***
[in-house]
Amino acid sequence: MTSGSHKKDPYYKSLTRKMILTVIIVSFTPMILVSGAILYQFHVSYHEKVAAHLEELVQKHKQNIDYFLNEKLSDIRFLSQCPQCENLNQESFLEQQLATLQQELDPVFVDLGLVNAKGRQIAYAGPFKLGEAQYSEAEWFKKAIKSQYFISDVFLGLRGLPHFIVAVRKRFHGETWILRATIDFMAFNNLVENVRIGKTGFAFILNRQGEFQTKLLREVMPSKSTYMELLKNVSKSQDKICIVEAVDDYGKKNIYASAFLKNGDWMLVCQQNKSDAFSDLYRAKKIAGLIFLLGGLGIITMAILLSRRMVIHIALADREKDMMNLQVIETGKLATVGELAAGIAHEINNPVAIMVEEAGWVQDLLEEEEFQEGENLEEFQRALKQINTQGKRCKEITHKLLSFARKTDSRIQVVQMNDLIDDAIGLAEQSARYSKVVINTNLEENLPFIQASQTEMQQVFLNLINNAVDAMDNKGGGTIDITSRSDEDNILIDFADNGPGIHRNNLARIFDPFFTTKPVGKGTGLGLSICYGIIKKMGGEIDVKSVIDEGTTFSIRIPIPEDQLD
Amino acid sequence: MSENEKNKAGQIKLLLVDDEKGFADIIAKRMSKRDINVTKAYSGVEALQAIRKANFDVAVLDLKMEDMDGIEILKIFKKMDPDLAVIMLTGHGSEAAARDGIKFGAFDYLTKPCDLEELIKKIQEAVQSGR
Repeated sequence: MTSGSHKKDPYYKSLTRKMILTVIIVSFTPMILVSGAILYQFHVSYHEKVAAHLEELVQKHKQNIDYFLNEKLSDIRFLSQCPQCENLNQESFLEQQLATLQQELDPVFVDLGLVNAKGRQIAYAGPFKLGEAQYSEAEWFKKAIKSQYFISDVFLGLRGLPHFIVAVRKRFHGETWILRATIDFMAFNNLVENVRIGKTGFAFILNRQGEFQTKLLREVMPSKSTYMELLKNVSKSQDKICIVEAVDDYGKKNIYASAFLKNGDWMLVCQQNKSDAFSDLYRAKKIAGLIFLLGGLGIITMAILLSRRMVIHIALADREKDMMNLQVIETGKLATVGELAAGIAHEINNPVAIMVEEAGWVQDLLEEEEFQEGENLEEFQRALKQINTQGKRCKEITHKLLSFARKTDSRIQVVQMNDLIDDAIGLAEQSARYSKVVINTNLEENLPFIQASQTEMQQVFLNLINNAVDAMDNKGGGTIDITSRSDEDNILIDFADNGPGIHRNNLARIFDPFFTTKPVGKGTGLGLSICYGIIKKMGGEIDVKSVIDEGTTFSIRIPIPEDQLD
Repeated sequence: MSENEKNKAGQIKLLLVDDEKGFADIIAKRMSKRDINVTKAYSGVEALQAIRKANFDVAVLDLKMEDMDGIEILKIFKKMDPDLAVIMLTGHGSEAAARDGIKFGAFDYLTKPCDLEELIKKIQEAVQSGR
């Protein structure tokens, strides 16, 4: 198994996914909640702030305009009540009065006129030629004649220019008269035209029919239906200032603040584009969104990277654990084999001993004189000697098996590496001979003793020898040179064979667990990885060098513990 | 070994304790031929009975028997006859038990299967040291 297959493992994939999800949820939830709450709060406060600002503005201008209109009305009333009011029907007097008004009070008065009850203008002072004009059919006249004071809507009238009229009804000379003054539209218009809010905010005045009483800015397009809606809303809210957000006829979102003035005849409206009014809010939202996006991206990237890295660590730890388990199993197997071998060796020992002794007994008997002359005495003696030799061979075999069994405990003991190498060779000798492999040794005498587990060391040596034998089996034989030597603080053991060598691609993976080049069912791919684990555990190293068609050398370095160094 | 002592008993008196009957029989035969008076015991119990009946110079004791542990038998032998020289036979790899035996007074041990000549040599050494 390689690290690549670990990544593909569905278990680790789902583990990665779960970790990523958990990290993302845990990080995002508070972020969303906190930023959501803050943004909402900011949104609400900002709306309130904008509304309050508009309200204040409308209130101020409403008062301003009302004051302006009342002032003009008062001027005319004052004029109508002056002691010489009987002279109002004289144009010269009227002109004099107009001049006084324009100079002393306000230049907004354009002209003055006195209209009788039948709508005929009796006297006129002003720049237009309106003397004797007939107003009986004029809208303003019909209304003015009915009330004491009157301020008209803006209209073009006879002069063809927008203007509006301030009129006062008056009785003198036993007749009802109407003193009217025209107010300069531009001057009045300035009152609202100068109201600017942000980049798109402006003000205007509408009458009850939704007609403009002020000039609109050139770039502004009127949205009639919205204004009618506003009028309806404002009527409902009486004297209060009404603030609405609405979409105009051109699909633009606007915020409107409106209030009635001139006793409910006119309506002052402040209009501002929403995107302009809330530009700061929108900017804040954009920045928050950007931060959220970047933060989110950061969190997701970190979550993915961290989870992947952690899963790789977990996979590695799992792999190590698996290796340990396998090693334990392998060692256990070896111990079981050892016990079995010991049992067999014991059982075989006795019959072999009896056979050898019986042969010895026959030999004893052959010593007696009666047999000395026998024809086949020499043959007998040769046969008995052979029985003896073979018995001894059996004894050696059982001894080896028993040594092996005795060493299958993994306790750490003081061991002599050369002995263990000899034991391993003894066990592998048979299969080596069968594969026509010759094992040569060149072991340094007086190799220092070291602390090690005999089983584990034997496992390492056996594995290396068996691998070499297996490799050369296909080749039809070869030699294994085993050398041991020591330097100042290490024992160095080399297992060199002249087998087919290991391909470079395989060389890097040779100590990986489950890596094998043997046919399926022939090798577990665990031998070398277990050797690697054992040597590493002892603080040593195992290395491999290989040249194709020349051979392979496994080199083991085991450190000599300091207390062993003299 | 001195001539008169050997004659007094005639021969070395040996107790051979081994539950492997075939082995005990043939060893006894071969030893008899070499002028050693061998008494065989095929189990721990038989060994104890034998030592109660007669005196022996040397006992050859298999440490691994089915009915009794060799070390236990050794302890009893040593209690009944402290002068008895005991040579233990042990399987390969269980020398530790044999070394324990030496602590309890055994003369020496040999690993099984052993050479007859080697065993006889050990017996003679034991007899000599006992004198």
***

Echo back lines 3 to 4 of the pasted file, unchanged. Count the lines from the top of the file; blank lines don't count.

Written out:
Amino acid sequence: MSENEKNKAGQIKLLLVDDEKGFADIIAKRMSKRDINVTKAYSGVEALQAIRKANFDVAVLDLKMEDMDGIEILKIFKKMDPDLAVIMLTGHGSEAAARDGIKFGAFDYLTKPCDLEELIKKIQEAVQSGR
Repeated sequence: MTSGSHKKDPYYKSLTRKMILTVIIVSFTPMILVSGAILYQFHVSYHEKVAAHLEELVQKHKQNIDYFLNEKLSDIRFLSQCPQCENLNQESFLEQQLATLQQELDPVFVDLGLVNAKGRQIAYAGPFKLGEAQYSEAEWFKKAIKSQYFISDVFLGLRGLPHFIVAVRKRFHGETWILRATIDFMAFNNLVENVRIGKTGFAFILNRQGEFQTKLLREVMPSKSTYMELLKNVSKSQDKICIVEAVDDYGKKNIYASAFLKNGDWMLVCQQNKSDAFSDLYRAKKIAGLIFLLGGLGIITMAILLSRRMVIHIALADREKDMMNLQVIETGKLATVGELAAGIAHEINNPVAIMVEEAGWVQDLLEEEEFQEGENLEEFQRALKQINTQGKRCKEITHKLLSFARKTDSRIQVVQMNDLIDDAIGLAEQSARYSKVVINTNLEENLPFIQASQTEMQQVFLNLINNAVDAMDNKGGGTIDITSRSDEDNILIDFADNGPGIHRNNLARIFDPFFTTKPVGKGTGLGLSICYGIIKKMGGEIDVKSVIDEGTTFSIRIPIPEDQLD